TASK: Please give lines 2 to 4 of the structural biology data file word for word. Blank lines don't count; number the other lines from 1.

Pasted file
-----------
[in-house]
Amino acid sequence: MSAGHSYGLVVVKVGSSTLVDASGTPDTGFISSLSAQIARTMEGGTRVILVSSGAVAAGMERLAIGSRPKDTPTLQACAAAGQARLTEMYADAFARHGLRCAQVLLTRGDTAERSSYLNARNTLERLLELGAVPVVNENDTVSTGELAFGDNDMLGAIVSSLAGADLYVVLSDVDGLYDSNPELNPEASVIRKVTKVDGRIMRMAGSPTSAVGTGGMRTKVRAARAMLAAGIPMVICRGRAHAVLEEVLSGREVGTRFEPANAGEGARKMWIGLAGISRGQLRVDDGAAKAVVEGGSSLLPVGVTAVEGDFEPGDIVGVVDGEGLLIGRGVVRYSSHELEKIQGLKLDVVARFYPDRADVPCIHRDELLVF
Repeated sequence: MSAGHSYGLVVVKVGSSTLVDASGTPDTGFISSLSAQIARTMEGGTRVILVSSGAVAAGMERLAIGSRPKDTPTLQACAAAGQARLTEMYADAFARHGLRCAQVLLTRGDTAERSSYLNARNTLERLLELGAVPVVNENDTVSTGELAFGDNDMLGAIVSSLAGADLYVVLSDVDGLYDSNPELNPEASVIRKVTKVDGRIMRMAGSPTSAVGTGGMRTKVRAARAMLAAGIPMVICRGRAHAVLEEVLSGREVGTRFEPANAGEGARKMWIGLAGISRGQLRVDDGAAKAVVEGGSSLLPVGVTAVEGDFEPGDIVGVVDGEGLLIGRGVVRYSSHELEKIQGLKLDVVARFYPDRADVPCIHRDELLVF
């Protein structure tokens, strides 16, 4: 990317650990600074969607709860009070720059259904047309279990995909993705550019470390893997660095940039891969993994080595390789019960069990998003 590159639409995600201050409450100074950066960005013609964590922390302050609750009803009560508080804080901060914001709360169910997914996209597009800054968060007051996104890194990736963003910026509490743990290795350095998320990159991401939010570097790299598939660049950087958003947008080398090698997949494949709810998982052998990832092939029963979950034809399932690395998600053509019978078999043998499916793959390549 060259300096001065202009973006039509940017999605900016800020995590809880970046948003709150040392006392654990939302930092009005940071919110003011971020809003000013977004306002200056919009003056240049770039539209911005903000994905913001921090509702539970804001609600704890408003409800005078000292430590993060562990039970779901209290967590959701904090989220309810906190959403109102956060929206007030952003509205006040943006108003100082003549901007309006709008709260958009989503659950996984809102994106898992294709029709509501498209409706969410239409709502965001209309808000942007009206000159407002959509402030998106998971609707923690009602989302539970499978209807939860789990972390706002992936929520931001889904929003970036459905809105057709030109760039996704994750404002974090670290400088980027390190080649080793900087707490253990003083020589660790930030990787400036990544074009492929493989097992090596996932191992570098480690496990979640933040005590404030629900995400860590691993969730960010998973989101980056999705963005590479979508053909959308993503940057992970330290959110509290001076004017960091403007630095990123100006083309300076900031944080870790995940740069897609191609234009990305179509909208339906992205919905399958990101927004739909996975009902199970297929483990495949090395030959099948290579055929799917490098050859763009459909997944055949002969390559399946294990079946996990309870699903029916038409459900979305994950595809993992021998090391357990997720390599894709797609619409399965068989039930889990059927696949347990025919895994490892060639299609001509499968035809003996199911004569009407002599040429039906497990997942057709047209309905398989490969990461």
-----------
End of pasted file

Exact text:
Amino acid sequence: MSAGHSYGLVVVKVGSSTLVDASGTPDTGFISSLSAQIARTMEGGTRVILVSSGAVAAGMERLAIGSRPKDTPTLQACAAAGQARLTEMYADAFARHGLRCAQVLLTRGDTAERSSYLNARNTLERLLELGAVPVVNENDTVSTGELAFGDNDMLGAIVSSLAGADLYVVLSDVDGLYDSNPELNPEASVIRKVTKVDGRIMRMAGSPTSAVGTGGMRTKVRAARAMLAAGIPMVICRGRAHAVLEEVLSGREVGTRFEPANAGEGARKMWIGLAGISRGQLRVDDGAAKAVVEGGSSLLPVGVTAVEGDFEPGDIVGVVDGEGLLIGRGVVRYSSHELEKIQGLKLDVVARFYPDRADVPCIHRDELLVF
Repeated sequence: MSAGHSYGLVVVKVGSSTLVDASGTPDTGFISSLSAQIARTMEGGTRVILVSSGAVAAGMERLAIGSRPKDTPTLQACAAAGQARLTEMYADAFARHGLRCAQVLLTRGDTAERSSYLNARNTLERLLELGAVPVVNENDTVSTGELAFGDNDMLGAIVSSLAGADLYVVLSDVDGLYDSNPELNPEASVIRKVTKVDGRIMRMAGSPTSAVGTGGMRTKVRAARAMLAAGIPMVICRGRAHAVLEEVLSGREVGTRFEPANAGEGARKMWIGLAGISRGQLRVDDGAAKAVVEGGSSLLPVGVTAVEGDFEPGDIVGVVDGEGLLIGRGVVRYSSHELEKIQGLKLDVVARFYPDRADVPCIHRDELLVF
């Protein structure tokens, strides 16, 4: 990317650990600074969607709860009070720059259904047309279990995909993705550019470390893997660095940039891969993994080595390789019960069990998003 590159639409995600201050409450100074950066960005013609964590922390302050609750009803009560508080804080901060914001709360169910997914996209597009800054968060007051996104890194990736963003910026509490743990290795350095998320990159991401939010570097790299598939660049950087958003947008080398090698997949494949709810998982052998990832092939029963979950034809399932690395998600053509019978078999043998499916793959390549 060259300096001065202009973006039509940017999605900016800020995590809880970046948003709150040392006392654990939302930092009005940071919110003011971020809003000013977004306002200056919009003056240049770039539209911005903000994905913001921090509702539970804001609600704890408003409800005078000292430590993060562990039970779901209290967590959701904090989220309810906190959403109102956060929206007030952003509205006040943006108003100082003549901007309006709008709260958009989503659950996984809102994106898992294709029709509501498209409706969410239409709502965001209309808000942007009206000159407002959509402030998106998971609707923690009602989302539970499978209807939860789990972390706002992936929520931001889904929003970036459905809105057709030109760039996704994750404002974090670290400088980027390190080649080793900087707490253990003083020589660790930030990787400036990544074009492929493989097992090596996932191992570098480690496990979640933040005590404030629900995400860590691993969730960010998973989101980056999705963005590479979508053909959308993503940057992970330290959110509290001076004017960091403007630095990123100006083309300076900031944080870790995940740069897609191609234009990305179509909208339906992205919905399958990101927004739909996975009902199970297929483990495949090395030959099948290579055929799917490098050859763009459909997944055949002969390559399946294990079946996990309870699903029916038409459900979305994950595809993992021998090391357990997720390599894709797609619409399965068989039930889990059927696949347990025919895994490892060639299609001509499968035809003996199911004569009407002599040429039906497990997942057709047209309905398989490969990461």